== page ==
Nothing to it, But to do it || Bedknobs and Broomsticks

Every summer, I get the urge to write. A craving to create something that is largely for me (although family, friends, and kind strangers are also welcome to peruse – validate me).

Let’s get Dangerous Nerdy.

About a year ago, my sister and I toyed with the idea of doing a podcast on lessons-learned through the viewing of classic films; there is a wealth of knowledge and beauty to be mined from these flicks. We wanted to give parents a glimpse into what they offer, and we also wanted to take on a project that our late father once held near and dear to his heart.

The podcast fell through, but the idea (like Don Quixote charging windmills on the plains of La Mancha), refuses to quit. Ergo, starting today, I will make weekly posts on the classic* films of my yester-years and share what makes them worth your time.

* “classic” does not refer to quality, but will instead mean any movie that was made before 1990.

These posts will not be limited to “kids” movies either. I watched a lot of stuff growing up, some of it very scary and/or serious, which I no longer regret. However, in an effort to prevent well-meaning parentals from psychologically-scarring their little ones, I’ll conclude each post with a Head’s Up report on aspects of the film that can be frightening, problematic, or require off-screen chats. I’ll also be discussing numerous plot points in each post, so spoilers will be tagged in blue.

I embark on this endeavor with a review of Disney’s live-action fantasy: Bedknobs and Broomsticks (1971). As summarized on its IMDb page: “an apprentice-witch, three kids and a cynical conman search for the missing component to a magic spell useful to the defense of Britain.”

Continue reading “Nothing to it, But to do it || Bedknobs and Broomsticks”

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When Words are Not Enough


There enters music.

In musicals, there comes a point (18-20x per show), when the characters are so overwhelmed by emotion, saying what they feel is inadequate. So, naturally taking advantage of the orchestra at their feet, they start singing.

Throughout the song they’ll run a gamut  of emotions and pitches and volumes… if they start softly, they’ll crescendo in triumph or anger… if they start at full volume, they’ll soften into moments of introspection or fear… but at the end, they generally know what they have to do next.

Well… they are the “Luckiest People in the World.”

This Sunday, July 26, marks the first anniversary of my father’s passing. In the intervening year, the world somehow has had the audacity to keep turning, and my family has had to find ways to move on.

As I considered how to best commemorate this via today’s blog, all I heard rattling around in my brain were show tunes… and not only songs about loss (“No One is Alone” or “Wishing You Were Somehow Here Again”). I heard songs of determination (“The Impossible Dream”), songs of whimsy (“Camelot”), silly songs (“Moses Supposes”), love songs (“It Only Takes a Moment”), angry songs (“Not a Day Goes By”), and heroic songs (“Into the Fire”).

My father was 6’6″… barrel chested… conservative… a country boy… and he LOVED musical theatre. The first “adult” (aka non-Disney) movie I remember watching with him was The Sound of Music. Although a good portion of the plot was not understood by my four-year-old-self, I do remember the songs. In particular, I remember how proud I was when I mastered the B-section of “Do-Re-Mi” (Sol-Do-La-Fa-Me-Do-Re, Sol-Do-La-Ti-Do-Re-Do); I couldn’t stop singing it to myself.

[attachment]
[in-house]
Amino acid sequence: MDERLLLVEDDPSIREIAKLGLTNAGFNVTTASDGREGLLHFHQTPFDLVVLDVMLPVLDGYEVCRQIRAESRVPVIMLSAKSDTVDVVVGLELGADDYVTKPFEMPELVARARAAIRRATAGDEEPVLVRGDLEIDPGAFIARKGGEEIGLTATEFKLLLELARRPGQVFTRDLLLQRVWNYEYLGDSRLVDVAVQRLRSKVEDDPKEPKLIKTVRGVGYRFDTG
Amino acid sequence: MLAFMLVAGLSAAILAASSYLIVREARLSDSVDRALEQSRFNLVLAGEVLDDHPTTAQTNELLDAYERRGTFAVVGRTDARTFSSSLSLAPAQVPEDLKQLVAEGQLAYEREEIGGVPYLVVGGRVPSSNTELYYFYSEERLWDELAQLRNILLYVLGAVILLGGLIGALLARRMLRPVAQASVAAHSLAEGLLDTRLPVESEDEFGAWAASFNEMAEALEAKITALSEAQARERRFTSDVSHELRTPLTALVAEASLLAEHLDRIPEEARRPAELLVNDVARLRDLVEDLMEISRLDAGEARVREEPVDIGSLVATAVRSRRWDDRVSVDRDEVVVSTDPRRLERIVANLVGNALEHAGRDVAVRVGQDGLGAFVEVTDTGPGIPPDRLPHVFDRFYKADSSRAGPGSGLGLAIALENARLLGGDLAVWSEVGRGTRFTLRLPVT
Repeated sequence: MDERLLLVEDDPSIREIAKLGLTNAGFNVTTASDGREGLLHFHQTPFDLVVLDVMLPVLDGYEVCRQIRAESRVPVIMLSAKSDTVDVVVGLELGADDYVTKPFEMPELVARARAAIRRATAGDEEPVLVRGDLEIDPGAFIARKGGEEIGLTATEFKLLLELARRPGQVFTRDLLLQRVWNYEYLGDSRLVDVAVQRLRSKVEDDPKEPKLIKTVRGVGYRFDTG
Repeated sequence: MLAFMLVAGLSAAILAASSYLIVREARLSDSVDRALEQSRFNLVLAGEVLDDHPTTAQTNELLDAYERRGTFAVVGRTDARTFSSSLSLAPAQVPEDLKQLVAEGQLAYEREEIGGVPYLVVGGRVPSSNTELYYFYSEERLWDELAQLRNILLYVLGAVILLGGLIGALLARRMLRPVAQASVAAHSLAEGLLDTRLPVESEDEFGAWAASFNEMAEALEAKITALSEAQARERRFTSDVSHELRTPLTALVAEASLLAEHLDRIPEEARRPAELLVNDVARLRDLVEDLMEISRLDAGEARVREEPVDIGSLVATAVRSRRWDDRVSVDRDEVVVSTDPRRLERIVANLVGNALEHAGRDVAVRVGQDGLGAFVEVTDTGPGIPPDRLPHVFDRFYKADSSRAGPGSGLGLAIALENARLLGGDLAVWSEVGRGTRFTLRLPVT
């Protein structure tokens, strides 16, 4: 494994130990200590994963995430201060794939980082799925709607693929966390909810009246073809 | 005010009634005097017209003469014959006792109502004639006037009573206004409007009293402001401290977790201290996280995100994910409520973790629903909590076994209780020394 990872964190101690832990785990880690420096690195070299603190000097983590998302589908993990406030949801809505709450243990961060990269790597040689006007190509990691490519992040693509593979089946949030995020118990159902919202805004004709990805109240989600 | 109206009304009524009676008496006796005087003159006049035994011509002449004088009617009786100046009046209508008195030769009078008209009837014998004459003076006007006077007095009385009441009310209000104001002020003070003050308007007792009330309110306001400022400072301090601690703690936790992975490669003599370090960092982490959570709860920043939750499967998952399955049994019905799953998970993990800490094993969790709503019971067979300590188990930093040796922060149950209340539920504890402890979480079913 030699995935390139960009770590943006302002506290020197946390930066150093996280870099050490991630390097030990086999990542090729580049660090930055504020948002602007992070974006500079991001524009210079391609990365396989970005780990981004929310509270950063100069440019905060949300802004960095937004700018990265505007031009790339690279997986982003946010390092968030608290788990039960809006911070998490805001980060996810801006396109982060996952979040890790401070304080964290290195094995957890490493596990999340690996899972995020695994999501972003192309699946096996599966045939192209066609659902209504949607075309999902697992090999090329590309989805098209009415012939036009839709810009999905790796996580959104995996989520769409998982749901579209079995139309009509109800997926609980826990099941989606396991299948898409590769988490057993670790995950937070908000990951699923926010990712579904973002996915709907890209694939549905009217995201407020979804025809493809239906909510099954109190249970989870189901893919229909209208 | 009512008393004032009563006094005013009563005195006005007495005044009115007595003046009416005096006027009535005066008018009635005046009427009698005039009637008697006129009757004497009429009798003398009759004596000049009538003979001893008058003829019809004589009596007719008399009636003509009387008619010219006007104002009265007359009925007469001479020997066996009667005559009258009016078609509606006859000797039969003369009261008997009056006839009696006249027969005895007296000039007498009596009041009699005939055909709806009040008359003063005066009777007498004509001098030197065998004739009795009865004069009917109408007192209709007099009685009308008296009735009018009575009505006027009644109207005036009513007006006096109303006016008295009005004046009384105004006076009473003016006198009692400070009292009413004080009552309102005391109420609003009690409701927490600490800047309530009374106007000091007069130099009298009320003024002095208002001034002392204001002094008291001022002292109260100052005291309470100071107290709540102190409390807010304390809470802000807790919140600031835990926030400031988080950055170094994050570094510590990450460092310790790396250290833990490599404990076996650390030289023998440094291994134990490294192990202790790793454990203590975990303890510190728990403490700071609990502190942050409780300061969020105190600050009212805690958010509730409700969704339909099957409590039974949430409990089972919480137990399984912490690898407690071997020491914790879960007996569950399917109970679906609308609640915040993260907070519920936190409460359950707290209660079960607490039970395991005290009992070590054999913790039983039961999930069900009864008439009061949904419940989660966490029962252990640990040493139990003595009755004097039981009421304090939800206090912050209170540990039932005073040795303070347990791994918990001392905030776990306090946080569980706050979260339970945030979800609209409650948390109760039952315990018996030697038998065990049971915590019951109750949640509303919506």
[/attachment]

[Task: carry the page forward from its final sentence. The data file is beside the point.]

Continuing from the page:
Being the enabler he was, he next purchased the Rogers and Hammerstein VHS collection and we worked our way through The King and I (loved it!), Carousel (too boring for little Meg), State Fair (one of my most beloved cassettes), and Oklahoma! (I liked the last song). In between, he showed me Singin’ in the Rain (I lost my voice imitating Lena Lamont), Hello Dolly! (my little sister would later beat me up for not telling her Michael Crawford played Cornelius, and Camelot (Richard Harris holds a special place in my heart forever).

I was hooked. I listened and watched anything he put before me… and over 20+ years, there was a lot of music we shared.

My father even went so far as to join the board of my school’s CAPPIES program, encouraging my theater-critic ambitions… all those stage-moms + my dad… his courage knew no limits. He also sat through many a voice lesson and nearly ALL my school concerts… as I said, a brave, brave man.

We went to my first Broadway show (at The Kennedy Center) when I was in high school. Thankfully, the Elton John score and colorful stagecraft of Aida made my mother a musical believer too! Every family vacation thereafter we’d try to go see something. And later, during college, every visit home usually included a show.

When we didn’t see each other (first due to university, and then to another cross-country move), I’d keep him in the know with my weekly reports (thanks Playbill!) of who was starring in what, and which of the newest musicals were worth the price of their soundtrack.

My father was a man of great culture and curiosity… and he encouraged the same within me (and my sister, and my mother… and maybe even the dogs, if they could appreciate a good Gershwin tune).

Because my father introduced me to musical theatre, I have learned that “witches can be right,” never to step on someone else’s cue, that beauty can change the heart of any beast, that there is more to life than “Great Big Stuff,” and that it’s always “A Grand Night for Singing.”

Now, I don’t know if the angel of music sings songs in my head… but I know my father still does. And every time I sing, or go to a show, or revisit one of those corny old flicks, I love and miss him with all of my heart… but I’m happy to have shared something so wonderful with him.